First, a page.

Scroll To Top

By Dick Maggiore and Mark Vandegrift

Businesses Building an Economic Moat

Every business should be building an economic moat

When investing in a company, Warren Buffett looks for those who are building an “economic moat.”

The term is apt. Just as a watery moat protects a castle, building an economic moat is the protection a business gains by virtue of its competitive advantages.

Smart businesses build their moats as wide, deep and impenetrable as possible. Fortunately, there are many ways to build a competitive advantage – your moat.

For example, owning valuable patents and trademarks and other forms of intellectual property can keep competition at bay. Operating something as close to a monopoly as possible while staying underneath the Federal Trade Commission's radar can be quite helpful, too.

Other examples of building an economic moat can be found in the digital world. Consider that for every dollar spent in e-commerce, almost 50 cents goes to Amazon. Google has nearly 80 percent of the search revenue market. Google and Facebook together have well over half the market for mobile advertising. Clearly, they have big alligators in their moats.

In September 2016, for the first time ever, the five largest public corporations in the world by market capitalization value were all technology companies; Apple, Google, Microsoft, Amazon and Facebook. That's what a moat can do for a company. 

Apple is No. 1 in the category of exceptional technology experience. Google is No. 1 in the online search category. Microsoft is No. 1 in the operating system software category. Amazon is No. 1 in the e-commerce category. Facebook is No. 1 social media category, just reaching an unfathomable 2 billion users. 

 A skinny moat isn’t much defense. It’s to your advantage to make your moat as impenetrable as possible. Your brand’s position makes up a chunk of that intellectual property widening your competitive advantage – the hungry alligator in your moat, if you will.

We've talked about how to find your brand's position in previous columns and will talk more in upcoming columns. For today, let's assume you've found the right positioning idea. You know your brand's position.

How do you begin building your brand position?

Here's a marketing principle you may find useful: Brands are built with PR and maintained with advertising.

Good PR starts with real news. One way to make real news is to create a new category—or subcategory.

We can't all be global No. 1s like the five technology behemoths mentioned above. But there are many thousands of yet-to-be created valuable categories in local, regional and national markets selling to consumers and/or other businesses.

How many different brands of pasta sauces are there on your grocer's shelves? Lots. It's a really competitive category. Research shows that shoppers want an Italian sauce. That makes it even tougher. There are a lot of Italian sauces already on the shelves. But there was a subcategory available, true Sicilian pasta sauce.

Mid's, a pasta sauce maker, has a Sicilian founder and a Sicilian recipe. So, there you go: "Mid's True Sicilian Pasta Sauce." The position is true to Mid’s, it is not owned by another brand and it resonates with consumers. Today, Mid's, Navarre-based is in thousands of stores in 30 states.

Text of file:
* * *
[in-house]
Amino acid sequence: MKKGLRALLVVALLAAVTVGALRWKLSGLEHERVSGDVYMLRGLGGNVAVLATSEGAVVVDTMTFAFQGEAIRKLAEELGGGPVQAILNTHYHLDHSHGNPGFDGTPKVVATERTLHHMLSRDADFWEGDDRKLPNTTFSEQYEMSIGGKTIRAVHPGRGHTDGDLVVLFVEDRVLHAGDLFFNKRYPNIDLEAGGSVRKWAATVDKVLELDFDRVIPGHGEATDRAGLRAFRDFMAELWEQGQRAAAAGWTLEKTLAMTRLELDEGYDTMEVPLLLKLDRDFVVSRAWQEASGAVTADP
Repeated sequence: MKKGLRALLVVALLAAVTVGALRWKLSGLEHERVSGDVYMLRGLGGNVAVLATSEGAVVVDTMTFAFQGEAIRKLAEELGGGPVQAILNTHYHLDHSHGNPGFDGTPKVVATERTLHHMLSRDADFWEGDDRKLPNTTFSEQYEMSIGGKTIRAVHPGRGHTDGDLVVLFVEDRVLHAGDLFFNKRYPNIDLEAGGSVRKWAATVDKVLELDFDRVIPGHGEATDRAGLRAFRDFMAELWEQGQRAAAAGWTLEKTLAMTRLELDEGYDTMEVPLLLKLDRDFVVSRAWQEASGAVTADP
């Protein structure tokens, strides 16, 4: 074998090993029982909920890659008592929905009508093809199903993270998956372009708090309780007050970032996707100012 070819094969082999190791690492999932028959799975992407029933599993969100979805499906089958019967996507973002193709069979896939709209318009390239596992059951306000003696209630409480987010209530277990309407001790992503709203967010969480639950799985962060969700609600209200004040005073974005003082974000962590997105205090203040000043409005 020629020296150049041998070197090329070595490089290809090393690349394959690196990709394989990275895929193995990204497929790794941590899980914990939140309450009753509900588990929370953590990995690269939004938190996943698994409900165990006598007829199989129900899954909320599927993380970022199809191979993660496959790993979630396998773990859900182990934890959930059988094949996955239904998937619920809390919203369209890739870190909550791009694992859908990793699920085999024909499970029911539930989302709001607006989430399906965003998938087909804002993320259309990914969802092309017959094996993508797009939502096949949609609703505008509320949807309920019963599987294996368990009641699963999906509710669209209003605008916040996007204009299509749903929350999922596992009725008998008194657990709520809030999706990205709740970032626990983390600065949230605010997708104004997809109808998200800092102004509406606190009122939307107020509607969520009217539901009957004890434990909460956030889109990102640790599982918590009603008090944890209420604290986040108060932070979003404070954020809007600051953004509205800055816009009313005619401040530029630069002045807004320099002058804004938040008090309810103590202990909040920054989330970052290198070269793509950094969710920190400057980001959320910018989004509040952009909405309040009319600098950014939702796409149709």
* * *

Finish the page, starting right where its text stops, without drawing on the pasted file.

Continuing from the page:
Every brand has a story.

We worked with a client to develop a new category of house siding called insulated siding. It has foam on the back of the vinyl siding, promising the homeowner lower energy bills, among other benefits.

That's newsworthy.

That's why the trade press picked up the story and so did the major siding manufacturers. Smart company. It invented the new category. It owns the category. Today, its insulated siding is on homes across the country.

Another company with which we worked developed a breakthrough that addresses the huge problem relating to upholstery for hospitality and commercial uses—stains, marks, drips, drops. Imagine faux leather that wipes all stains clean with just a dry cloth.

It was a new category for the industry, the first true dry-erase, stain-resistant urethane upholstery. What happened at the industry's annual trade show in Las Vegas didn't stay in Las Vegas. The press ate it up, stains and all. So did the buyers.

Teslan, the world's first nano-based coating with superior corrosion protection for use on bridges, the hulls of ships, giant oil and gas storage tanks, and more. Massillon-based Tesla NanoCoating’s Teslan two-coat application process versus the industry's standard three-coat application can save millions of dollars while leaving a lighter footprint on the environment. 

Remember, the first brand to get in the mind with a new idea is hard to dislodge, especially when it is a new category. Think Chrysler and the new category it invented, the minivan. Coke was the first cola, creating a new category more than 100 years ago and still dominates it with a massive 12 percent market share, twice that of No. 2 Pepsi.

Gatorade owns the sports drink category while Red Bull owns the energy drink category. Categories keep dividing. Rarely do they consolidate. Companies consolidate, but not categories.

We understand it's not always possible to create a new category or subcategory. Nevertheless, there are other ways to make news.

Two of the world's best-known marketing strategists, Al Ries and Jack Trout, coined the term “positioning.” Ries said, "Controversy is the best way to generate publicity."

Your brand's positioning is not about having a better product or service. Rather, it's about having a product or service that is different from your competitors’ products or services. Often, this leads to news if not outright controversy.

So be new or capitalize on controversy. Either way, you can make news that focuses you on building an economic moat that's wide, deep and swimming with gators.